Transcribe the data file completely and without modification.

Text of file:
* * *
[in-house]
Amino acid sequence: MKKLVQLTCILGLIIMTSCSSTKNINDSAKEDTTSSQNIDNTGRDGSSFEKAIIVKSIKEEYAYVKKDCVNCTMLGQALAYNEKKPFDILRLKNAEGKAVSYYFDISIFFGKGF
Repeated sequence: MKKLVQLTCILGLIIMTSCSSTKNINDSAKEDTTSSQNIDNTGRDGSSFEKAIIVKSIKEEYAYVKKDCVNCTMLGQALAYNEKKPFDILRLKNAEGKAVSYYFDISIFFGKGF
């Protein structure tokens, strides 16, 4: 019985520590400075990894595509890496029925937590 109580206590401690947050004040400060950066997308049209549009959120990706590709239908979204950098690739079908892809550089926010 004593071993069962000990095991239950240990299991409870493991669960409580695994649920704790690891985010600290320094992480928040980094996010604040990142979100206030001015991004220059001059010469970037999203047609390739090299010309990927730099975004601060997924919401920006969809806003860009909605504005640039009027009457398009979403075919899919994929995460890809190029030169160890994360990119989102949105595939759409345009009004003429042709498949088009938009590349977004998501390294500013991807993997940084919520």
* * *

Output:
[in-house]
Amino acid sequence: MKKLVQLTCILGLIIMTSCSSTKNINDSAKEDTTSSQNIDNTGRDGSSFEKAIIVKSIKEEYAYVKKDCVNCTMLGQALAYNEKKPFDILRLKNAEGKAVSYYFDISIFFGKGF
Repeated sequence: MKKLVQLTCILGLIIMTSCSSTKNINDSAKEDTTSSQNIDNTGRDGSSFEKAIIVKSIKEEYAYVKKDCVNCTMLGQALAYNEKKPFDILRLKNAEGKAVSYYFDISIFFGKGF
């Protein structure tokens, strides 16, 4: 019985520590400075990894595509890496029925937590 109580206590401690947050004040400060950066997308049209549009959120990706590709239908979204950098690739079908892809550089926010 004593071993069962000990095991239950240990299991409870493991669960409580695994649920704790690891985010600290320094992480928040980094996010604040990142979100206030001015991004220059001059010469970037999203047609390739090299010309990927730099975004601060997924919401920006969809806003860009909605504005640039009027009457398009979403075919899919994929995460890809190029030169160890994360990119989102949105595939759409345009009004003429042709498949088009938009590349977004998501390294500013991807993997940084919520």